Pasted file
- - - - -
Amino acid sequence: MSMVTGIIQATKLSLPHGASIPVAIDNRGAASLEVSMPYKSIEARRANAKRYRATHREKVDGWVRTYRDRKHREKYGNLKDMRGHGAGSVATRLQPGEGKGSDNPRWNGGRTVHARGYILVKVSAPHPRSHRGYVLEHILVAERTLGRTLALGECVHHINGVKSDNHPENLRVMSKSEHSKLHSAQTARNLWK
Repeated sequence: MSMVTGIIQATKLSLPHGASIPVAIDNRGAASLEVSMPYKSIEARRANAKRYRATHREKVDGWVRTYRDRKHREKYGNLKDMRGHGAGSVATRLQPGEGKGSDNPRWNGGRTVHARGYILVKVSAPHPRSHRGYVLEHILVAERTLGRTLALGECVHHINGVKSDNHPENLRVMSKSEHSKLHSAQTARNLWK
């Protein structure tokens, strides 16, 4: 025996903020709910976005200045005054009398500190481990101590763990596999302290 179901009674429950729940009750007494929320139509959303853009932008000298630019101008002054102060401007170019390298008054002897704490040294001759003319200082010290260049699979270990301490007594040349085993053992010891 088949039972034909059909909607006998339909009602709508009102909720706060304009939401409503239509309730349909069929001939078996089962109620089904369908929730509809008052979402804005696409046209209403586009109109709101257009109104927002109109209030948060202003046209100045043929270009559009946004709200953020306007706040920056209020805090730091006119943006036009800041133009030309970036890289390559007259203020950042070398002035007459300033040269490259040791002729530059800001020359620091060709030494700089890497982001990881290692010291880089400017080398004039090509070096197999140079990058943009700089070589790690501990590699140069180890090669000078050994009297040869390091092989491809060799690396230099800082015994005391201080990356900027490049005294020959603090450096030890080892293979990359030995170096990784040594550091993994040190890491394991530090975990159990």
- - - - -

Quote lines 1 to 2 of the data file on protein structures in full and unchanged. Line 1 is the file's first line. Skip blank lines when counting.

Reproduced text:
Amino acid sequence: MSMVTGIIQATKLSLPHGASIPVAIDNRGAASLEVSMPYKSIEARRANAKRYRATHREKVDGWVRTYRDRKHREKYGNLKDMRGHGAGSVATRLQPGEGKGSDNPRWNGGRTVHARGYILVKVSAPHPRSHRGYVLEHILVAERTLGRTLALGECVHHINGVKSDNHPENLRVMSKSEHSKLHSAQTARNLWK
Repeated sequence: MSMVTGIIQATKLSLPHGASIPVAIDNRGAASLEVSMPYKSIEARRANAKRYRATHREKVDGWVRTYRDRKHREKYGNLKDMRGHGAGSVATRLQPGEGKGSDNPRWNGGRTVHARGYILVKVSAPHPRSHRGYVLEHILVAERTLGRTLALGECVHHINGVKSDNHPENLRVMSKSEHSKLHSAQTARNLWK